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Intel Puts WiFi Back Into Next Gen Chipsets

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  • Intelligent (Score:5, Interesting)

    by kc0re (739168) on Monday November 08, 2004 @02:40PM (#10756853) Journal
    I hope all the feedback from the slashdotters got back to Intel. It was a misguided and dare I say non-intelligent decision to remove it. Wi-fi is a part of all things now, and Intel needs to stay with the times. While money could be made from a marketing perspective to release one chip, then release another chip with wi-fi. People would buy both, or buy one and then the other.. People are dumb.
    • Re:Intelligent (Score:3, Insightful)

      I'm not as informed on this subject as many others here, but didn't Intel's first integrated wireless chipset run 802.11b? And didn't it become a problem as soon as 802.11g hit the shelves? I'm not an Intel user, so maybe this is solved with some other mechanism (I dunno what, though).

      Personally, I like the fact that I can upgrade my individual components and customize my machine. I'd rather my CPU not lock me into its integrate features when they might become obsolete.
      • You know you can probably just disable the wireless functionality in the BIOS, and add in your own card? That's what PCMCIA is all about. :P
      • Re:Intelligent (Score:3, Informative)

        by sglane81 (230749)
        didn't it become a problem as soon as 802.11g hit the shelves?

        B and G work together as it should (mostly). They're both on 2.4 Ghz. 802.11A is on 5.4 Mhz. G is backwards compatible with B, so either B or G will work on B or G. From what I've seen, if you have a heterogeneous B & G network, you will experience B speeds, whereas if you had a homogenous G network, you can expect the full 54. You probably meant 802.11A in your statement.

        I'd rather my CPU not lock me into its integrate features when
        • Intel support Linux. They took longer to release drivers to support it, but actually there is support on at least 3 Intel chipset (Intel 2100, Intel 2200BG, Intel 2915ABG).
          Check drivers homepage:
          - http://ipw2100.sourceforge.net/
          - http://ipw2200.sourceforge.net/
          or this other driver comparison page:
          - http://www.seattlewireless.net/index.cgi/LinuxDriv ers
    • Re:Intelligent (Score:3, Interesting)

      by Not_Wiggins (686627)
      It was a misguided and dare I say non-intelligent decision to remove it. Wi-fi is a part of all things now, and Intel needs to stay with the times.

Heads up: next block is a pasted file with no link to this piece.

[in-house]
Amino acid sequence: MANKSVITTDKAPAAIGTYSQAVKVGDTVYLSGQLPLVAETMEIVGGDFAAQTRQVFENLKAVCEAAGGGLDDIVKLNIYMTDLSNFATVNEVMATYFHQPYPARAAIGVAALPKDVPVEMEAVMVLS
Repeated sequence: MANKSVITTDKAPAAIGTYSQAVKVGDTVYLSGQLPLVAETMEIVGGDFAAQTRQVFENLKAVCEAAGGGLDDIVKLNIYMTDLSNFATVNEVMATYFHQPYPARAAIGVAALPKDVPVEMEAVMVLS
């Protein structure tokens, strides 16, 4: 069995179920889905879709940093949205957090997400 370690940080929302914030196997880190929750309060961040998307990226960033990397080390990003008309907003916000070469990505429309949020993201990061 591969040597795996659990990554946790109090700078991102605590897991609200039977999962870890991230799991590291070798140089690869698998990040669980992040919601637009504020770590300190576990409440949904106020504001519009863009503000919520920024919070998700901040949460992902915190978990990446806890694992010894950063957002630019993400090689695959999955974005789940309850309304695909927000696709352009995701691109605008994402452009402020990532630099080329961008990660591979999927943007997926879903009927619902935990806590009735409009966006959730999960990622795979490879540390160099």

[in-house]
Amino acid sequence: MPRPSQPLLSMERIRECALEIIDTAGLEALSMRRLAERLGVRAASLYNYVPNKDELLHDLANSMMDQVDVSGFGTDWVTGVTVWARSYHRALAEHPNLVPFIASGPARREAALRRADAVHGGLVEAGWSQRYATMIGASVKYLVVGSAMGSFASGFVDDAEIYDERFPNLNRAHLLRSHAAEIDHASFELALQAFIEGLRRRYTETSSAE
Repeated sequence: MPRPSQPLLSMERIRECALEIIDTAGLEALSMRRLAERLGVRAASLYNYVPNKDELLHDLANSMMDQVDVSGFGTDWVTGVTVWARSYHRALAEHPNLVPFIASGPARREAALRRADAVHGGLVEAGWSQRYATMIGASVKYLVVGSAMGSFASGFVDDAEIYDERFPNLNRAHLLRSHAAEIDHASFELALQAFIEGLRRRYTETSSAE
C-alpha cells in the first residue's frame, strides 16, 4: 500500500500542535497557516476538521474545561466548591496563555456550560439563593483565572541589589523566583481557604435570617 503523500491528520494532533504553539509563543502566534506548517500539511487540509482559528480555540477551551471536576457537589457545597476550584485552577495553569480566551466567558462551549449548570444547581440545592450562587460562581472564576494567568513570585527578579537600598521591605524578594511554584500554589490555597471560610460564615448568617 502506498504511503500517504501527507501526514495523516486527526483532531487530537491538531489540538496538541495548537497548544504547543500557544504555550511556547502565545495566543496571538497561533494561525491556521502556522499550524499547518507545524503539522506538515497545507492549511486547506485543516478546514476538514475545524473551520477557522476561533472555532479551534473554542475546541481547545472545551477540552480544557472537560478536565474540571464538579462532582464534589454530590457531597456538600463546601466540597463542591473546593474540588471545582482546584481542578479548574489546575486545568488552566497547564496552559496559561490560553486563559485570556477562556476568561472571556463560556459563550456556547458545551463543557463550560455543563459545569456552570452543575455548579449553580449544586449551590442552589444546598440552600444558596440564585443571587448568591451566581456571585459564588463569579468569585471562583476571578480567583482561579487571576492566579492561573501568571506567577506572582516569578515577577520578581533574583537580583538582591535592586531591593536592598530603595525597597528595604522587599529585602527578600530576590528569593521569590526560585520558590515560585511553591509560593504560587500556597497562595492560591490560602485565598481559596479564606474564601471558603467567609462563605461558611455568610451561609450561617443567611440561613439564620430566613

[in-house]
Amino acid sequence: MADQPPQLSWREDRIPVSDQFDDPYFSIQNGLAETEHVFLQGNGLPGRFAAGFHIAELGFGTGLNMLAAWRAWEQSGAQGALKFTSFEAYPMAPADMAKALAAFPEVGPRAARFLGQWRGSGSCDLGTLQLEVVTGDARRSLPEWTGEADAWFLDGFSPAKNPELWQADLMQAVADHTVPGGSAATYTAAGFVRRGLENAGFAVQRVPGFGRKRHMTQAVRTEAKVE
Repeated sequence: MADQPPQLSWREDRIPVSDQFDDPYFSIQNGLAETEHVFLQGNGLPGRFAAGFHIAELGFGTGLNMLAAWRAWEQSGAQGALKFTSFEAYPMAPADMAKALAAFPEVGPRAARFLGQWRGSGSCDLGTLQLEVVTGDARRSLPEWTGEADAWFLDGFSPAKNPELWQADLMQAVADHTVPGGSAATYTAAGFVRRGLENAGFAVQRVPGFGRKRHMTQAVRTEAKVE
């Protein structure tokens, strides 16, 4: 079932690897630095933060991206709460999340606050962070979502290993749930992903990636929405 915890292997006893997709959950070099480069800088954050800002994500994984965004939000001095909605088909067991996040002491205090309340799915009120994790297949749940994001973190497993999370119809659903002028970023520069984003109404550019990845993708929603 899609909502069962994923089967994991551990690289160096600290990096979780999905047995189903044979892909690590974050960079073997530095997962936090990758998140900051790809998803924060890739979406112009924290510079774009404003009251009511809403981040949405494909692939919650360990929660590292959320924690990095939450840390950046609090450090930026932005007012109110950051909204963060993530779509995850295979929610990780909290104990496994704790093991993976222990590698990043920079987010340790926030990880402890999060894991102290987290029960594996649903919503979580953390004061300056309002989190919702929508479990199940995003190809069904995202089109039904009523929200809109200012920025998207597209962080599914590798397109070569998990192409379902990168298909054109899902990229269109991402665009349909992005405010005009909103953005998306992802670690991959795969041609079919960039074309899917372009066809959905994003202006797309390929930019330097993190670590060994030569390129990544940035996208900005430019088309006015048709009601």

From a populist POV, you're absolutely correct.

      But, I'm not all that excited to see WiFi making its way "back" into a mainstream product without there being significant (enough) strides to securing the communication.

      Wireless is still not easily secured enough for the general populace, and making it even more pervasive before an intelligent solution to our c
  • Wot's next? (Score:1, Insightful)

    by adsl (595429)
    Back to an ADSL chipset? Back to a LCoS HDTV Chipset? The future is encouraging again..well maybe? "I am Intel, believe what I do NOT what I say I will do"
  • by Anonymous Coward
    If they knew what they wanted to be doing?

    I have yet to see AMD have these poor planning issues (also thinking of those TV chips that could have cut costs for consumers that were cut recently).
  • by Anonymous Coward on Monday November 08, 2004 @02:45PM (#10756907)
    "The next generation of chips are also expect to include 1066MHz frontside bus Intel introduced this week and support 667MHz DDR 2 SDRAM."

    Still not as fast as AMD's 1600mhz FSB which has been around a while now. And who cares about quadruple pumped ram when we (AMD fanboys) have 64 bits and DDR4 to playwith!?
  • "Wi-Fi" meaning... (Score:5, Insightful)

    by RealProgrammer (723725) on Monday November 08, 2004 @02:46PM (#10756922) Homepage Journal
    Do they mean 802.11a, b, or g? Certainly not 'a', I hope not just 'b'.

    I bet they're struggling with heat dissipation and power consumption.

    Probably they see that 'g' is commoditized and ripe for inclusion on the motherboard, and that the practical concerns over heat and power will be solved..
    • Isn't 802.11n on its way as well?
      • >Isn't 802.11n on its way as well?

        Yes, but it's not commoditized and flatline stable yet. They don't want anything in their chipset that might change or have security problems.
    • You forgot 802.11n, which is their eventual goal. Yes, I'd expect it to have at least b/g support.
    • Last I read, they were looking to but a, b & g in the same chip. You don't seem to like a, but IIRC, it has eight non-overlapping channels, and b/g only have three, meaning less RF congestion and interference.
    • Do they mean 802.11a, b, or g? Certainly not 'a', I hope not just 'b'. I bet they're struggling with heat dissipation and power consumption.

      Intel already has a tri-mode (802.11a/b/g) mini-PCI card for notebooks: the Intel PRO/Wireless 2915ABG [intel.com].